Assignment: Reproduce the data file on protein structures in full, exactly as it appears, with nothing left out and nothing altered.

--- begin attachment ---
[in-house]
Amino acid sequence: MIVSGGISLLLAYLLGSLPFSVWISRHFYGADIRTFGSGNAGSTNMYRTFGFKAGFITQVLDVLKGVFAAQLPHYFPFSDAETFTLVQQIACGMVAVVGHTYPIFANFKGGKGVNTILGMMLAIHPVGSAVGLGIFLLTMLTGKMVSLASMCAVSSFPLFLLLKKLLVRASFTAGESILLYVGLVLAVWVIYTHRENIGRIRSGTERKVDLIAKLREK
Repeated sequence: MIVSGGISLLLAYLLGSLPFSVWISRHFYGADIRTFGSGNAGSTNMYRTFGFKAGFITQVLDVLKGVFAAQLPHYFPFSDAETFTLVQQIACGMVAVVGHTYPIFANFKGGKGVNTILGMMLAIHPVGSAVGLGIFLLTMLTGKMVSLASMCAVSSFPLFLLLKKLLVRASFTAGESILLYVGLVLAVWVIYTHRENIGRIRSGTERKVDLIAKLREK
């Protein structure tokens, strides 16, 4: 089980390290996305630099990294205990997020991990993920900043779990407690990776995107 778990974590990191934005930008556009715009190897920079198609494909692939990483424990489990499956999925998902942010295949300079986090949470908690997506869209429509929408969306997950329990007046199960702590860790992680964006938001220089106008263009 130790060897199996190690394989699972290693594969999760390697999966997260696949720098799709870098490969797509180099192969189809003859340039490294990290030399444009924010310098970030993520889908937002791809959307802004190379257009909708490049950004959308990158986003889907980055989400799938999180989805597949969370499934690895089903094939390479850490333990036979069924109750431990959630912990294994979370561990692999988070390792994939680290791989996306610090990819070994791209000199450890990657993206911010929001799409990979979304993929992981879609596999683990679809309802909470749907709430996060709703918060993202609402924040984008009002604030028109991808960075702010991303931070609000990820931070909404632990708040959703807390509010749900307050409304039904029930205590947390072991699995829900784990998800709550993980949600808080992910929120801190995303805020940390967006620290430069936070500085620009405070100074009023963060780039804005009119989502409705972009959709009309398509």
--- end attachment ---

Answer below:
[in-house]
Amino acid sequence: MIVSGGISLLLAYLLGSLPFSVWISRHFYGADIRTFGSGNAGSTNMYRTFGFKAGFITQVLDVLKGVFAAQLPHYFPFSDAETFTLVQQIACGMVAVVGHTYPIFANFKGGKGVNTILGMMLAIHPVGSAVGLGIFLLTMLTGKMVSLASMCAVSSFPLFLLLKKLLVRASFTAGESILLYVGLVLAVWVIYTHRENIGRIRSGTERKVDLIAKLREK
Repeated sequence: MIVSGGISLLLAYLLGSLPFSVWISRHFYGADIRTFGSGNAGSTNMYRTFGFKAGFITQVLDVLKGVFAAQLPHYFPFSDAETFTLVQQIACGMVAVVGHTYPIFANFKGGKGVNTILGMMLAIHPVGSAVGLGIFLLTMLTGKMVSLASMCAVSSFPLFLLLKKLLVRASFTAGESILLYVGLVLAVWVIYTHRENIGRIRSGTERKVDLIAKLREK
């Protein structure tokens, strides 16, 4: 089980390290996305630099990294205990997020991990993920900043779990407690990776995107 778990974590990191934005930008556009715009190897920079198609494909692939990483424990489990499956999925998902942010295949300079986090949470908690997506869209429509929408969306997950329990007046199960702590860790992680964006938001220089106008263009 130790060897199996190690394989699972290693594969999760390697999966997260696949720098799709870098490969797509180099192969189809003859340039490294990290030399444009924010310098970030993520889908937002791809959307802004190379257009909708490049950004959308990158986003889907980055989400799938999180989805597949969370499934690895089903094939390479850490333990036979069924109750431990959630912990294994979370561990692999988070390792994939680290791989996306610090990819070994791209000199450890990657993206911010929001799409990979979304993929992981879609596999683990679809309802909470749907709430996060709703918060993202609402924040984008009002604030028109991808960075702010991303931070609000990820931070909404632990708040959703807390509010749900307050409304039904029930205590947390072991699995829900784990998800709550993980949600808080992910929120801190995303805020940390967006620290430069936070500085620009405070100074009023963060780039804005009119989502409705972009959709009309398509």